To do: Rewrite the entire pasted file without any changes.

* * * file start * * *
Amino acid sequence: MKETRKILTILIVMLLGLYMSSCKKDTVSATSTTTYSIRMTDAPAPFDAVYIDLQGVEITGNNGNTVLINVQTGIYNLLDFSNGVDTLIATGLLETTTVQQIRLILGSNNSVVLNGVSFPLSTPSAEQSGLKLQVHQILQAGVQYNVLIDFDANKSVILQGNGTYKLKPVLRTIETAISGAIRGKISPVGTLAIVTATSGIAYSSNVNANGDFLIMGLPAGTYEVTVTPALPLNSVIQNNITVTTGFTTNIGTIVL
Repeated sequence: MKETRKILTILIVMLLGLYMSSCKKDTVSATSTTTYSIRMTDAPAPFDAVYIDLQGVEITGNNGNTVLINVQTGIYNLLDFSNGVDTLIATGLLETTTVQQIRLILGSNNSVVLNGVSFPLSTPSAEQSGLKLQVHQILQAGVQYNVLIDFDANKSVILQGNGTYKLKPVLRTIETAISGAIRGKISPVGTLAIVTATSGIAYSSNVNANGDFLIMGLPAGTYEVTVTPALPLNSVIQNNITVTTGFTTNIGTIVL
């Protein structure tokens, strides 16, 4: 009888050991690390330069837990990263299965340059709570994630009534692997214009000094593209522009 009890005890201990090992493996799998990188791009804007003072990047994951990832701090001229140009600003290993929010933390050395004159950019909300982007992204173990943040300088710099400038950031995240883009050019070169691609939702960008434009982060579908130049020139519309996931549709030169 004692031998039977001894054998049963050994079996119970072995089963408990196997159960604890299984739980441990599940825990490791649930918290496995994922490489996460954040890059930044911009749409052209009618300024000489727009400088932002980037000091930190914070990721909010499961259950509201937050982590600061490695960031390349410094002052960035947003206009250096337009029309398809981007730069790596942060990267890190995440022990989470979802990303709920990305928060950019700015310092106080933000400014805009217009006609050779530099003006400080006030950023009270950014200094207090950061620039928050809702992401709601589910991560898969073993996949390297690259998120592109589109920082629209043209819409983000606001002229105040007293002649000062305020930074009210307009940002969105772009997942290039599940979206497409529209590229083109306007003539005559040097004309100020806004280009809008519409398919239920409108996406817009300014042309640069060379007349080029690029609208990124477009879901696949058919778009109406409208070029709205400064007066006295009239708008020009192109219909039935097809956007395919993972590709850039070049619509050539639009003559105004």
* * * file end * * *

Amino acid sequence: MKETRKILTILIVMLLGLYMSSCKKDTVSATSTTTYSIRMTDAPAPFDAVYIDLQGVEITGNNGNTVLINVQTGIYNLLDFSNGVDTLIATGLLETTTVQQIRLILGSNNSVVLNGVSFPLSTPSAEQSGLKLQVHQILQAGVQYNVLIDFDANKSVILQGNGTYKLKPVLRTIETAISGAIRGKISPVGTLAIVTATSGIAYSSNVNANGDFLIMGLPAGTYEVTVTPALPLNSVIQNNITVTTGFTTNIGTIVL
Repeated sequence: MKETRKILTILIVMLLGLYMSSCKKDTVSATSTTTYSIRMTDAPAPFDAVYIDLQGVEITGNNGNTVLINVQTGIYNLLDFSNGVDTLIATGLLETTTVQQIRLILGSNNSVVLNGVSFPLSTPSAEQSGLKLQVHQILQAGVQYNVLIDFDANKSVILQGNGTYKLKPVLRTIETAISGAIRGKISPVGTLAIVTATSGIAYSSNVNANGDFLIMGLPAGTYEVTVTPALPLNSVIQNNITVTTGFTTNIGTIVL
């Protein structure tokens, strides 16, 4: 009888050991690390330069837990990263299965340059709570994630009534692997214009000094593209522009 009890005890201990090992493996799998990188791009804007003072990047994951990832701090001229140009600003290993929010933390050395004159950019909300982007992204173990943040300088710099400038950031995240883009050019070169691609939702960008434009982060579908130049020139519309996931549709030169 004692031998039977001894054998049963050994079996119970072995089963408990196997159960604890299984739980441990599940825990490791649930918290496995994922490489996460954040890059930044911009749409052209009618300024000489727009400088932002980037000091930190914070990721909010499961259950509201937050982590600061490695960031390349410094002052960035947003206009250096337009029309398809981007730069790596942060990267890190995440022990989470979802990303709920990305928060950019700015310092106080933000400014805009217009006609050779530099003006400080006030950023009270950014200094207090950061620039928050809702992401709601589910991560898969073993996949390297690259998120592109589109920082629209043209819409983000606001002229105040007293002649000062305020930074009210307009940002969105772009997942290039599940979206497409529209590229083109306007003539005559040097004309100020806004280009809008519409398919239920409108996406817009300014042309640069060379007349080029690029609208990124477009879901696949058919778009109406409208070029709205400064007066006295009239708008020009192109219909039935097809956007395919993972590709850039070049619509050539639009003559105004």